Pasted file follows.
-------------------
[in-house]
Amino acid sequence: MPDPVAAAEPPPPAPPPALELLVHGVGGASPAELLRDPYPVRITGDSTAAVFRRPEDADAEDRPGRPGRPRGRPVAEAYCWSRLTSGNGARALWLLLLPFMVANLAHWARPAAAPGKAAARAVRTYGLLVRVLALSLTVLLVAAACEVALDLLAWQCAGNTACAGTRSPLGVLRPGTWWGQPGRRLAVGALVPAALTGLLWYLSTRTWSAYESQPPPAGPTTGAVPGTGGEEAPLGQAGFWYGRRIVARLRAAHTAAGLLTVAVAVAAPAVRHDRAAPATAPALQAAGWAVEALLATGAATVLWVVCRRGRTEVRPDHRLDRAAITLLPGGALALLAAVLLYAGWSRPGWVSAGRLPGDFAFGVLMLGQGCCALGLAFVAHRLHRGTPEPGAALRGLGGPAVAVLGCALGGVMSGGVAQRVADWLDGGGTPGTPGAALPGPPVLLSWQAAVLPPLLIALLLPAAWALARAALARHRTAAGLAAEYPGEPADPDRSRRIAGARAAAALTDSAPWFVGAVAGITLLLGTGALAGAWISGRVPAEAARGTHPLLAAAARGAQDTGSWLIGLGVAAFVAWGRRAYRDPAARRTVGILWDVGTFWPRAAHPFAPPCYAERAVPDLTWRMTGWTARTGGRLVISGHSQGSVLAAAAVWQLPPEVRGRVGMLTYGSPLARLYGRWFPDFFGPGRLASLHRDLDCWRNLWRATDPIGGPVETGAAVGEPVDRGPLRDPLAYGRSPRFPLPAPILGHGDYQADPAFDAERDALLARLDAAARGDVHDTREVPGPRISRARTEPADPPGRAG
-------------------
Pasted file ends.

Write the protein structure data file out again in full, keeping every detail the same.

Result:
[in-house]
Amino acid sequence: MPDPVAAAEPPPPAPPPALELLVHGVGGASPAELLRDPYPVRITGDSTAAVFRRPEDADAEDRPGRPGRPRGRPVAEAYCWSRLTSGNGARALWLLLLPFMVANLAHWARPAAAPGKAAARAVRTYGLLVRVLALSLTVLLVAAACEVALDLLAWQCAGNTACAGTRSPLGVLRPGTWWGQPGRRLAVGALVPAALTGLLWYLSTRTWSAYESQPPPAGPTTGAVPGTGGEEAPLGQAGFWYGRRIVARLRAAHTAAGLLTVAVAVAAPAVRHDRAAPATAPALQAAGWAVEALLATGAATVLWVVCRRGRTEVRPDHRLDRAAITLLPGGALALLAAVLLYAGWSRPGWVSAGRLPGDFAFGVLMLGQGCCALGLAFVAHRLHRGTPEPGAALRGLGGPAVAVLGCALGGVMSGGVAQRVADWLDGGGTPGTPGAALPGPPVLLSWQAAVLPPLLIALLLPAAWALARAALARHRTAAGLAAEYPGEPADPDRSRRIAGARAAAALTDSAPWFVGAVAGITLLLGTGALAGAWISGRVPAEAARGTHPLLAAAARGAQDTGSWLIGLGVAAFVAWGRRAYRDPAARRTVGILWDVGTFWPRAAHPFAPPCYAERAVPDLTWRMTGWTARTGGRLVISGHSQGSVLAAAAVWQLPPEVRGRVGMLTYGSPLARLYGRWFPDFFGPGRLASLHRDLDCWRNLWRATDPIGGPVETGAAVGEPVDRGPLRDPLAYGRSPRFPLPAPILGHGDYQADPAFDAERDALLARLDAAARGDVHDTREVPGPRISRARTEPADPPGRAG